The Confederation of Danish Employers (DA) is also positive to the Carsten Koch committee’s recommendations, but DA wants to see more economic incentives and the inclusion of immigrants who have lived in Denmark for a longer period of time. 

There is not much support for the Prime Minister’s proposal to make refugees and immigrants on family reunion carry out menial jobs on beaches and in kindergartens, however. The government’s parliamentary base, the municipalities and the government’s own expert group are all sceptical to the idea of turning refugees into menial workers. The Prime Minister’s suggestion is not mentioned at all in the Carsten Koch committee’s report.

The Carsten Koch committee’s proposals

At total of ten proposed improvements to better integrate refugees and immigrants on family reunion into the labour market, including:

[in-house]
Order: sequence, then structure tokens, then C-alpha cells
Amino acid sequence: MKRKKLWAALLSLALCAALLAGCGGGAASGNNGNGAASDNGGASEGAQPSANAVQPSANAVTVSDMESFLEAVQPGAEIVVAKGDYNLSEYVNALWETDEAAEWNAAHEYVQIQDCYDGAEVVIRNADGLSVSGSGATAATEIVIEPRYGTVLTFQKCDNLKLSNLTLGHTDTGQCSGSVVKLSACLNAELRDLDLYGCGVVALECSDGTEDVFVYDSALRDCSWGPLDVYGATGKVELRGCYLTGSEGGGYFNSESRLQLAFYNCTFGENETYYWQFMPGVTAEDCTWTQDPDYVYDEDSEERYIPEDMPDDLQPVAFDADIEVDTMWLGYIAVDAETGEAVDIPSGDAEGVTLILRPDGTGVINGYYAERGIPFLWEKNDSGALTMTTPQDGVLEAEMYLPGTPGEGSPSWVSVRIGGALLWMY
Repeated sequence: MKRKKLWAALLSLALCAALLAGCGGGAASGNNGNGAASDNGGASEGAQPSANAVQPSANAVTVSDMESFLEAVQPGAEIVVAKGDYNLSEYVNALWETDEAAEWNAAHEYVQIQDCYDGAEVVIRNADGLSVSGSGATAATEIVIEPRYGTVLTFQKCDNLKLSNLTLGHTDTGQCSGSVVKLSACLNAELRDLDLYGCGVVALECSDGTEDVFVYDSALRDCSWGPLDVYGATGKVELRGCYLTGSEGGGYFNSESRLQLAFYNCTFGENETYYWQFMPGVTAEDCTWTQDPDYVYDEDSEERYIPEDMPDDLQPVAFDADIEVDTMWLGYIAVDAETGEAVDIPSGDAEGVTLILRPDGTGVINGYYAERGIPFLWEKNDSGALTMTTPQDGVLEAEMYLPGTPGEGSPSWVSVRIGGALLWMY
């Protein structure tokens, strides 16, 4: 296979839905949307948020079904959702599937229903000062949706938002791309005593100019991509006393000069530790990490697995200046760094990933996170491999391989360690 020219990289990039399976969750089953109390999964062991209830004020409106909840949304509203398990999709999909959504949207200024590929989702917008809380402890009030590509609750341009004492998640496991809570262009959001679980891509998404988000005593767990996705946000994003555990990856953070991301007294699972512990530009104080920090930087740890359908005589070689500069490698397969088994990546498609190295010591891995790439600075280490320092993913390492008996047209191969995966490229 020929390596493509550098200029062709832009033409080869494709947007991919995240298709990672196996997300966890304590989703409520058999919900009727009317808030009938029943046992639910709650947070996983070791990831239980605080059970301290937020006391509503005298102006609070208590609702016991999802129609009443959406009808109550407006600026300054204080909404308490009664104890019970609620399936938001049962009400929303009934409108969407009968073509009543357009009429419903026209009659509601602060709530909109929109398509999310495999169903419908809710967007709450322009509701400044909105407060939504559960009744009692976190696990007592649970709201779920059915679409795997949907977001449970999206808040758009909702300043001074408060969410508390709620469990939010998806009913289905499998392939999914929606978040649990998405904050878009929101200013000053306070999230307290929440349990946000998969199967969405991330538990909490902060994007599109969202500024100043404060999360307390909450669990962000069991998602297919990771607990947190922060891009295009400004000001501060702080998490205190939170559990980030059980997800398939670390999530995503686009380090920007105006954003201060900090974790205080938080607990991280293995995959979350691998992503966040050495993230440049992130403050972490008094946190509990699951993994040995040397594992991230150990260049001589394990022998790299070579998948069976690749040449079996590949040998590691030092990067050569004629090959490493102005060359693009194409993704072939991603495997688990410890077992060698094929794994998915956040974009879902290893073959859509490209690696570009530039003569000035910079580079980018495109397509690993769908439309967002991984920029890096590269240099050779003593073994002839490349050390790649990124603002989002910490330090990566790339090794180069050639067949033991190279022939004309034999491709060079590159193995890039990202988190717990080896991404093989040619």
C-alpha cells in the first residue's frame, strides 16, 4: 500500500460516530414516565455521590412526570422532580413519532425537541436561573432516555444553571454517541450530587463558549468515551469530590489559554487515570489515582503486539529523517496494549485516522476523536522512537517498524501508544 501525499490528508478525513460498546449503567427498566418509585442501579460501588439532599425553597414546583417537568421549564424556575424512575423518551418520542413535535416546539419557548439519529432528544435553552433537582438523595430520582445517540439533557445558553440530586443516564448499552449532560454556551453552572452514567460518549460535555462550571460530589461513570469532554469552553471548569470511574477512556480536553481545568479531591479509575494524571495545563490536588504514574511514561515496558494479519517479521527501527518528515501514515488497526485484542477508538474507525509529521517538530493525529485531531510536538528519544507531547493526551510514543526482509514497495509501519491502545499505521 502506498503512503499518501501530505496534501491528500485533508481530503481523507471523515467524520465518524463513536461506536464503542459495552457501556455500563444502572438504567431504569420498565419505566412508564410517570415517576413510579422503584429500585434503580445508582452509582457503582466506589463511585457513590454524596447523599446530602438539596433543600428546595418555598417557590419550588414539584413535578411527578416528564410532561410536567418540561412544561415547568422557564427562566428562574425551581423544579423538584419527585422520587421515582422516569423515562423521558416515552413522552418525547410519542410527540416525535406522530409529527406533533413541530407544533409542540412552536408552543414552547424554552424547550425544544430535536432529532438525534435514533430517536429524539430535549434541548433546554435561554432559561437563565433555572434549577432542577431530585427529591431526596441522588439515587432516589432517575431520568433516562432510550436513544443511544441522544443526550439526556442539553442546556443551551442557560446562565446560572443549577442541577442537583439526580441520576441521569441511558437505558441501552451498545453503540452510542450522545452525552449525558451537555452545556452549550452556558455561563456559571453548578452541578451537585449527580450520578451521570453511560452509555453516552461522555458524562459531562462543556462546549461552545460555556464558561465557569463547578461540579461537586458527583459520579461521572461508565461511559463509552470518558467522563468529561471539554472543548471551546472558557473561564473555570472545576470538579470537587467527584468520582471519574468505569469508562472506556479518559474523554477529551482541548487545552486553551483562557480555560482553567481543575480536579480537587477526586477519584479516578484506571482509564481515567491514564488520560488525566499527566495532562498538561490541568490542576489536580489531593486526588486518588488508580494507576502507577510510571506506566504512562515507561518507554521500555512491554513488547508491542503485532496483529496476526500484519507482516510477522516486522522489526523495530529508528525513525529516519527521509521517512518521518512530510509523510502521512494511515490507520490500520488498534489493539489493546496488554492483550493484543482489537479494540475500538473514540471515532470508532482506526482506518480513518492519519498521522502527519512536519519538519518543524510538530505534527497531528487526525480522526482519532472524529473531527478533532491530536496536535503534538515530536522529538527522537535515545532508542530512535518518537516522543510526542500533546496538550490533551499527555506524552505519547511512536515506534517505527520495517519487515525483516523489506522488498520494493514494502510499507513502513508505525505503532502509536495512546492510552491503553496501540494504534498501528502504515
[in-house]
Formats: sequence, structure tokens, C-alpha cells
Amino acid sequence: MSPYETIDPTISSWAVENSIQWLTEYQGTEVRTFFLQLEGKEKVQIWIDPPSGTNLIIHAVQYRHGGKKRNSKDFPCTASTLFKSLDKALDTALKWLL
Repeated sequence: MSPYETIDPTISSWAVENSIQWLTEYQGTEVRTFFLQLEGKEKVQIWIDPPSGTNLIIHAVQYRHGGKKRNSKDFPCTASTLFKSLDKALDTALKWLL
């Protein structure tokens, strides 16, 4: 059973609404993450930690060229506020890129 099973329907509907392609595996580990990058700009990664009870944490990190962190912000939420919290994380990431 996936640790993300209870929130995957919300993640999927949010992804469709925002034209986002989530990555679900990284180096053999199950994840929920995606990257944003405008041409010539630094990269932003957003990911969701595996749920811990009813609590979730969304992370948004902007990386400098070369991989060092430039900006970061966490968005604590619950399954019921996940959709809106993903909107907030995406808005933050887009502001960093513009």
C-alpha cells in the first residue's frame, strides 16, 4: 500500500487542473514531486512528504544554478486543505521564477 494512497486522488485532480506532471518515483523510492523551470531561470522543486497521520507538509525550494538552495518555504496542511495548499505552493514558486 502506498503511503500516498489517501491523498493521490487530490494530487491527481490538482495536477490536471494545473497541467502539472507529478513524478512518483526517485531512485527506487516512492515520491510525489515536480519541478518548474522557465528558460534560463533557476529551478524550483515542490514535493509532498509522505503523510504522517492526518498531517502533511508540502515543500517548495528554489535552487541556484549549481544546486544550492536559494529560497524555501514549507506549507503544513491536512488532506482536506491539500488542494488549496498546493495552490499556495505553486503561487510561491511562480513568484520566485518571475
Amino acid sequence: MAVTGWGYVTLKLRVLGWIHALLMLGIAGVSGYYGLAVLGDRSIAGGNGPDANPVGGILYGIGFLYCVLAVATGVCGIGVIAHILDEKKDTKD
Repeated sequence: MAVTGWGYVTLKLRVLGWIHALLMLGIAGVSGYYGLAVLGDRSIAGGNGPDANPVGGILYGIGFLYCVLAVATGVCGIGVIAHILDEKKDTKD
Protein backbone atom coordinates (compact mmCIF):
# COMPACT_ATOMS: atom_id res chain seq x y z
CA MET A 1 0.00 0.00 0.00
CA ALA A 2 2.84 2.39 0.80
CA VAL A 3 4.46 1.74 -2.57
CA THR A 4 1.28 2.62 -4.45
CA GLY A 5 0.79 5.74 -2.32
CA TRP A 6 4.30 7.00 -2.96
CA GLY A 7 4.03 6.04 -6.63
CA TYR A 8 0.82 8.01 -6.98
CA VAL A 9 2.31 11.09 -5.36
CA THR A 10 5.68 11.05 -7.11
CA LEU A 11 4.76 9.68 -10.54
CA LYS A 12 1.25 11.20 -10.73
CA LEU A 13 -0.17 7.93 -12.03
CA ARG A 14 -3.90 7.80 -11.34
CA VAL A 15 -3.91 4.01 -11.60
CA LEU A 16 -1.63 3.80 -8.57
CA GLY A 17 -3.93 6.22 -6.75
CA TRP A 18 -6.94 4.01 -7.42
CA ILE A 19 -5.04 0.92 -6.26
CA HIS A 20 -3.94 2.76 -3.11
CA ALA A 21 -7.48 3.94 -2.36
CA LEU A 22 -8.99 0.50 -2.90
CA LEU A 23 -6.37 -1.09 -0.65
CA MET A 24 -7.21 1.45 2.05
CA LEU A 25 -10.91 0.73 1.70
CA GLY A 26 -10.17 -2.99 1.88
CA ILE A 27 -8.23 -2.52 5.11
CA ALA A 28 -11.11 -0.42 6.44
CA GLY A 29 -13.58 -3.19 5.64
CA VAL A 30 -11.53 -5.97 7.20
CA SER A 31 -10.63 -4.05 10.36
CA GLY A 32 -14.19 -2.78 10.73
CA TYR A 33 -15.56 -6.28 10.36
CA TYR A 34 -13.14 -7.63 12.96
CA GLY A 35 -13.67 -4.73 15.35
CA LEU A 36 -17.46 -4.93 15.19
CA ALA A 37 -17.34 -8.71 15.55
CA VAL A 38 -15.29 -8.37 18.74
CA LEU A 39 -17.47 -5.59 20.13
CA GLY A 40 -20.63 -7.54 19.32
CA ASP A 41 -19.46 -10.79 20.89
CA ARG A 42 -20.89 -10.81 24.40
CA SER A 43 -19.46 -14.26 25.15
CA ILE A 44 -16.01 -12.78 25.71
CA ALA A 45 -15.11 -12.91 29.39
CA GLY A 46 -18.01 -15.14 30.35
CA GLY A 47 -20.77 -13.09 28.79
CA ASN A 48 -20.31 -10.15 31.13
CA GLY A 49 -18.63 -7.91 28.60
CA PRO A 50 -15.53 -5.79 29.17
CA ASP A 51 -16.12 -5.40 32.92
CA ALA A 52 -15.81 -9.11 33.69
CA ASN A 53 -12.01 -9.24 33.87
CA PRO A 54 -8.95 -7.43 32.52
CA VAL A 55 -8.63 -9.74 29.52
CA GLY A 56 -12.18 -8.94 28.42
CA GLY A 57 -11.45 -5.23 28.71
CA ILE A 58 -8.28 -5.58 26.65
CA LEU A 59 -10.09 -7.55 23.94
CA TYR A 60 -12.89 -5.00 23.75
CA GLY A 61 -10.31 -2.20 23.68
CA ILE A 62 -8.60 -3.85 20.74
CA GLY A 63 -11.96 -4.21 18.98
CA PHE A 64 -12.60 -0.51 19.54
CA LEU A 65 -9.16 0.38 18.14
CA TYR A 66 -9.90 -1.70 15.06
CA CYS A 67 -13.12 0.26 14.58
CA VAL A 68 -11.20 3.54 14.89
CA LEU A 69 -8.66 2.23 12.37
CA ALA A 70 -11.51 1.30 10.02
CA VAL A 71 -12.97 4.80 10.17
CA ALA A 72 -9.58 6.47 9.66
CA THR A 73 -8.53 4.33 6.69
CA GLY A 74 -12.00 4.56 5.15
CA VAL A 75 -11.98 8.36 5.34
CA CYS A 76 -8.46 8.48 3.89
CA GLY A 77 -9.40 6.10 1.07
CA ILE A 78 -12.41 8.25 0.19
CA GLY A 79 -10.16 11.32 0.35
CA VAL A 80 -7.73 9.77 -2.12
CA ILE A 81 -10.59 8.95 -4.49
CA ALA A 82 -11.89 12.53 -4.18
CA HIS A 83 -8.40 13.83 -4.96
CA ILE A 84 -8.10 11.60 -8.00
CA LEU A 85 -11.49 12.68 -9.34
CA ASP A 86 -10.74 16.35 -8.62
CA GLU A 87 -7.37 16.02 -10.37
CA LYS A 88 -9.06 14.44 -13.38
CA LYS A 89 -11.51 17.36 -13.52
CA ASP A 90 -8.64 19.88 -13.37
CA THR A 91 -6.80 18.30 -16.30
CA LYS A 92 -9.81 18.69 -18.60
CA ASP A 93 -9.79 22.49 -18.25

• Municipalities to be given more effective incitements for including businesses
  • Measures to be adapted the individual’s needs
  • No more than two weeks should pass from an immigrant arrives in a municipality until the first conversation is held
  • The integration programme should run a maximum of two years, down from three
  • Immigrants who are not in work at the end of the integration programme will be assessed by a multi-disciplinary rehabilitation team
Major differences

There are major differences between Danish municipalities when it comes to getting newly arrived refugees into work or education, according to a comprehensive study commissioned by the online publication Ugebrevet A4. 

In one municipality nearly half — 45 percent — of refugees were self-sufficient one year after arriving. In other municipalities only one in ten are self-sufficient after a year. The national average is 23 percent.

Municipalities which do well are proactive from the start and instigate parallel offers — both language training, subsidised gym memberships and other measures depending on the family’s situation.